@dtm just proved to you that the problem isn’t the lack of resources, but the lack of resourcefulness.

(Hardware Bias!) #5

Great resources for those starting out (like me). Let’s hope I am persistent enough to read all this because I’m a bad reader :stuck_out_tongue:


(mad scientist and king skid) #6

Great overview @dtm .
Everything you need to know if you wanna dive into malware analysis in one post.
Also the recommended books are worth reading. I didn’t finish some of them yet but they are already on my “to buy” list :slight_smile:

(Black) #7

Hi, @dtm thanks for your article.
PPEE - Professional PE Explorer is also an interesting tool for pe analysis.


Excellent resource! Any tutorials available for learning windows internals.I’m now working on windows internals part 1 to get into the nitty-gritty of operating system,prospective malware analyst has to do read windows internals part 1 and 2 completely or selected chapters?


Personally, I’ve read minimal amounts of Windows Internals but if I ever happen to want to learn something specific I will try and find the chapters which explain it. It really depends on what kind of malware you’ll be dealing with so for example, ransomware doesn’t require an extremely in-depth knowledge of Windows to take apart but if you come across a kernel rootkit, you will have to know a lot more of the underlying system.

To to give a concrete example, I’ve (statically) taken apart WannaCry to a decent extent and understood how the overall program flow works from extracting and dropping its files to file encryption and finally to the point where it demands the ransom by myself without any need to reference other people’s analysis. What I currently know about Windows includes: memory management, the PE file format, the WinAPI, Windows’ command line and its utilities. There are more things which I would like to learn more about such as WMI, IPC, APC, and definitely the kernel but I’ve also other areas on which I am focussing which work in conjunction for malware analysis, e.g. reverse engineering.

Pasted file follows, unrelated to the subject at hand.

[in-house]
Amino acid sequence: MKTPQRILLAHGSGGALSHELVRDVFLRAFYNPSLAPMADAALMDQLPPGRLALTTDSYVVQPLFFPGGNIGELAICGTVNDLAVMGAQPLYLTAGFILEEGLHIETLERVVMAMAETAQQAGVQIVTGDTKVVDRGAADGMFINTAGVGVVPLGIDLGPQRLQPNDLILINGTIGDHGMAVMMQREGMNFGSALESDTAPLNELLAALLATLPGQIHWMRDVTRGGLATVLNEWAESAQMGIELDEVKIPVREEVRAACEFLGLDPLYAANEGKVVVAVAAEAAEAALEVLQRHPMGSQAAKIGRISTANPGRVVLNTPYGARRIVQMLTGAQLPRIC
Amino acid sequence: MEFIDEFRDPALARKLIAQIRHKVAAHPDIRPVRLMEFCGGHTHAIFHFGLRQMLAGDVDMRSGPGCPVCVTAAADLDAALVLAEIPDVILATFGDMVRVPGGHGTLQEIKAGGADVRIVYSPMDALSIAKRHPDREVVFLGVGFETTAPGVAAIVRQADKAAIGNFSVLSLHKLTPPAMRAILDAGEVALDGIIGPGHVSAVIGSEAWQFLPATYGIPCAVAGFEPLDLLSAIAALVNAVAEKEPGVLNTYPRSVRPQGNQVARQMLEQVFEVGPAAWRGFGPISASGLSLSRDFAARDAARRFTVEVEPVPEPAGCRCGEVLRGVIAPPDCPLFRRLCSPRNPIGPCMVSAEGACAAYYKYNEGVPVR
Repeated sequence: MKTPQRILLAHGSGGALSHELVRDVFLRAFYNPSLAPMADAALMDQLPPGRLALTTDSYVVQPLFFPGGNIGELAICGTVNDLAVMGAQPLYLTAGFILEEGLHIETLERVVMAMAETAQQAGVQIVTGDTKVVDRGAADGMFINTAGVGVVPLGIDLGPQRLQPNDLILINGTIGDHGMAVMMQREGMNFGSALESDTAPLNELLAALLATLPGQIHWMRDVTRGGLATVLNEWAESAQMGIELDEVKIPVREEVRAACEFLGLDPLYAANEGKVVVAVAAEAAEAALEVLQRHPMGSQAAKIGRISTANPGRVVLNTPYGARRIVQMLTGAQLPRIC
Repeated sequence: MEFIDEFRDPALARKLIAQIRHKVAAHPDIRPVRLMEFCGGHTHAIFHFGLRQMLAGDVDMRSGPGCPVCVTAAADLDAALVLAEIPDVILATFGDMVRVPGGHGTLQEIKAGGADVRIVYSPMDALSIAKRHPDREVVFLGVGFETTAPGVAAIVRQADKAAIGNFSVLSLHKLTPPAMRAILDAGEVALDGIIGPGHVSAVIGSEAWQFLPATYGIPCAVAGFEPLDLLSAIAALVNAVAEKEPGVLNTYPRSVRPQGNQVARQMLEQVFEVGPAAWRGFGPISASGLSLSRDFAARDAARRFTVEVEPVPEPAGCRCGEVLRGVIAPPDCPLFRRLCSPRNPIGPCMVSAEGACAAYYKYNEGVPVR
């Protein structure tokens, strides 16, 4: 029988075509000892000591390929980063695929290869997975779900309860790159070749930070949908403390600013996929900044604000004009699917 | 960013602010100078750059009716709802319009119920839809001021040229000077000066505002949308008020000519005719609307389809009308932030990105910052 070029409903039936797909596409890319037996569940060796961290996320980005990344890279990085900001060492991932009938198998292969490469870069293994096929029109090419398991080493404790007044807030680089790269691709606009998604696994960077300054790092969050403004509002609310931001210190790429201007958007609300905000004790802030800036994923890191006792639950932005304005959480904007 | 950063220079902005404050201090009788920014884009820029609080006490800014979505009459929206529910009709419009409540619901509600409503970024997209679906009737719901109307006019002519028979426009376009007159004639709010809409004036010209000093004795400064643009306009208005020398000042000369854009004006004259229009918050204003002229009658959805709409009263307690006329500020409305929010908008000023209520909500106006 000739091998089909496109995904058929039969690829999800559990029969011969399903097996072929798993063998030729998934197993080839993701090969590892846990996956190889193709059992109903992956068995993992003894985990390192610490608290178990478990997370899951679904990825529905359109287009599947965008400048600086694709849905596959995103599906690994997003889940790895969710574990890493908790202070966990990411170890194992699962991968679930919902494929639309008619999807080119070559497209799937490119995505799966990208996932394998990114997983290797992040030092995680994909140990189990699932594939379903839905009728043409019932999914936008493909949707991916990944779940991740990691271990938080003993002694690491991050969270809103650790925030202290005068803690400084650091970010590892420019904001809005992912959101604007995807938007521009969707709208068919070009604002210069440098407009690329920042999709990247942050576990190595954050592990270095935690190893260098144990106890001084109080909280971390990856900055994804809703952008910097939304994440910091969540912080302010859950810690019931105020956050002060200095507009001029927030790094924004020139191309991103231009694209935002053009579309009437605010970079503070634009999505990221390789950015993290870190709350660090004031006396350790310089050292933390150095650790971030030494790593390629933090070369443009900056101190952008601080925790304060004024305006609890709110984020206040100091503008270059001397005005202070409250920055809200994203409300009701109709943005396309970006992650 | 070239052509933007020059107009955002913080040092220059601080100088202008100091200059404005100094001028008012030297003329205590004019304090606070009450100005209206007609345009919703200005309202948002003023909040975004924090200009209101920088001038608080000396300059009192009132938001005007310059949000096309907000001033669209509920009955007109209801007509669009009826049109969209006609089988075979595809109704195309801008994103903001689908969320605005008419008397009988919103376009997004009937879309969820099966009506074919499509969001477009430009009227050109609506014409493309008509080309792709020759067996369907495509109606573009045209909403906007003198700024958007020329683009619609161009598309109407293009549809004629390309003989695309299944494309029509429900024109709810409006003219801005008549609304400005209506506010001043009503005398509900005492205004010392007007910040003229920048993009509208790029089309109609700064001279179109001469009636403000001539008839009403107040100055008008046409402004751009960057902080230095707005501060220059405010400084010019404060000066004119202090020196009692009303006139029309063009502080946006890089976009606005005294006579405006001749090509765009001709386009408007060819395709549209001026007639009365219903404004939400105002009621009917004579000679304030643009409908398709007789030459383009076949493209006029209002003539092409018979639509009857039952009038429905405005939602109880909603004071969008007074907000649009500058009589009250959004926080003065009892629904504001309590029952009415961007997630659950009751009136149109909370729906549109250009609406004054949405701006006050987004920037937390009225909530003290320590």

As for resources, there aren’t much which I know of, most of what I’ve learned came from developing Windows applications (and malware) so learning how to read the WinAPI documentation from MSDN (I’ve linked above) and just Googling specific things I wanted to know about and then applying that knowledge.

tl;dr don’t have to read everything, depends on the malware you’re dealing with, focus on other skills as well such as RE and understanding how malware works, theory is good but practical experience is better.

(Zalman) #10

Thank You very much for this informative thread, I learned something new :slight_smile: